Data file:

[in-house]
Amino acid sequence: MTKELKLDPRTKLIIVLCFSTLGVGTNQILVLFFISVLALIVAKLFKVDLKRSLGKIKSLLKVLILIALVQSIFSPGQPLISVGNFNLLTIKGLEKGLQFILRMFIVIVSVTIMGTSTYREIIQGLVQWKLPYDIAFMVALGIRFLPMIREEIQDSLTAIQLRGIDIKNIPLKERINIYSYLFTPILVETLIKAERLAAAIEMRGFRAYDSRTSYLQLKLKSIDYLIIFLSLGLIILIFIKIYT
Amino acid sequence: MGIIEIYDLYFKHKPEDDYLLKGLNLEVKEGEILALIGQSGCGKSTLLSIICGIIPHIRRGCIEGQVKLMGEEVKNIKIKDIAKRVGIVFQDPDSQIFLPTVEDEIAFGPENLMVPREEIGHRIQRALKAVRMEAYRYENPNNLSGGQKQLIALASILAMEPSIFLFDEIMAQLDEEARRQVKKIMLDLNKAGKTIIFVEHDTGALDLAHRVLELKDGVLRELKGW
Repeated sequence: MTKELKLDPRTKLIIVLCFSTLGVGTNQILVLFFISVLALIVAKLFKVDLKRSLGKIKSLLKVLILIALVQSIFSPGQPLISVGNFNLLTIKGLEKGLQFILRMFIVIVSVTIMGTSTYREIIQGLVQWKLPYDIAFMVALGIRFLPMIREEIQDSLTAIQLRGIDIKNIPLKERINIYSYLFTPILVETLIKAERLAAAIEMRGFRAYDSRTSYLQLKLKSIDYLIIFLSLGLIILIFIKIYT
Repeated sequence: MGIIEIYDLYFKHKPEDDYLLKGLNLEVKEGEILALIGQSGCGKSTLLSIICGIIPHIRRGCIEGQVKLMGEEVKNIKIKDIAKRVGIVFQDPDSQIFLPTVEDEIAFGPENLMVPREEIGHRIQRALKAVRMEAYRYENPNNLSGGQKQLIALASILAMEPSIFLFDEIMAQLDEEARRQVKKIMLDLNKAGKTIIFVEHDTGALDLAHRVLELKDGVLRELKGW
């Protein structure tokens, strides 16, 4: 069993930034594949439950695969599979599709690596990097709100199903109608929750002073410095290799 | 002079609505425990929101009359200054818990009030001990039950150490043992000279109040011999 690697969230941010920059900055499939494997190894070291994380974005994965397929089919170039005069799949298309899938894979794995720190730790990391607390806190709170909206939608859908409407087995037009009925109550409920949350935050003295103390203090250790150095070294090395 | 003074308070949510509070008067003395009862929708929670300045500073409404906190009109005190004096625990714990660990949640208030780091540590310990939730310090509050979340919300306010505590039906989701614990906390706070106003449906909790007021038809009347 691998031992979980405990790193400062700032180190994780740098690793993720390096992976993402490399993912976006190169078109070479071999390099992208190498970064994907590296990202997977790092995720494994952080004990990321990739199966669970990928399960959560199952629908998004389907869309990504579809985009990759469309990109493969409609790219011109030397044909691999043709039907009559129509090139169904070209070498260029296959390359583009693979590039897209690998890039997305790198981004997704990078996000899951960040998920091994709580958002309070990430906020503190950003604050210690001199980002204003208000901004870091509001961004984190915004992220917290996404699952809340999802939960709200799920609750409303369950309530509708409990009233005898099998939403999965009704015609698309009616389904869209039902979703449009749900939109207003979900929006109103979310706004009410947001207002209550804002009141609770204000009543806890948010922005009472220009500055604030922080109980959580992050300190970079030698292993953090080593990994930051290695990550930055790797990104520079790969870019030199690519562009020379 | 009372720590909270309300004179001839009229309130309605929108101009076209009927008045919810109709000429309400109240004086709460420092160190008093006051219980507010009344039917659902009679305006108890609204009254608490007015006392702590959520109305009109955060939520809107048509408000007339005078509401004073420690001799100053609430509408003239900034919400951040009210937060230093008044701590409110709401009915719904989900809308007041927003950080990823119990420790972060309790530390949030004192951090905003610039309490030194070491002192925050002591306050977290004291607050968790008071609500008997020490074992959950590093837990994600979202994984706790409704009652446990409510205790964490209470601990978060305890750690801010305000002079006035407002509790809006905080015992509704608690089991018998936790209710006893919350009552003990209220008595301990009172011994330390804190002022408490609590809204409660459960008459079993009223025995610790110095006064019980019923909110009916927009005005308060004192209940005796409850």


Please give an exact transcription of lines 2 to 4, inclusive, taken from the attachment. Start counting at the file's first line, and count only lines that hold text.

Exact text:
Amino acid sequence: MTKELKLDPRTKLIIVLCFSTLGVGTNQILVLFFISVLALIVAKLFKVDLKRSLGKIKSLLKVLILIALVQSIFSPGQPLISVGNFNLLTIKGLEKGLQFILRMFIVIVSVTIMGTSTYREIIQGLVQWKLPYDIAFMVALGIRFLPMIREEIQDSLTAIQLRGIDIKNIPLKERINIYSYLFTPILVETLIKAERLAAAIEMRGFRAYDSRTSYLQLKLKSIDYLIIFLSLGLIILIFIKIYT
Amino acid sequence: MGIIEIYDLYFKHKPEDDYLLKGLNLEVKEGEILALIGQSGCGKSTLLSIICGIIPHIRRGCIEGQVKLMGEEVKNIKIKDIAKRVGIVFQDPDSQIFLPTVEDEIAFGPENLMVPREEIGHRIQRALKAVRMEAYRYENPNNLSGGQKQLIALASILAMEPSIFLFDEIMAQLDEEARRQVKKIMLDLNKAGKTIIFVEHDTGALDLAHRVLELKDGVLRELKGW
Repeated sequence: MTKELKLDPRTKLIIVLCFSTLGVGTNQILVLFFISVLALIVAKLFKVDLKRSLGKIKSLLKVLILIALVQSIFSPGQPLISVGNFNLLTIKGLEKGLQFILRMFIVIVSVTIMGTSTYREIIQGLVQWKLPYDIAFMVALGIRFLPMIREEIQDSLTAIQLRGIDIKNIPLKERINIYSYLFTPILVETLIKAERLAAAIEMRGFRAYDSRTSYLQLKLKSIDYLIIFLSLGLIILIFIKIYT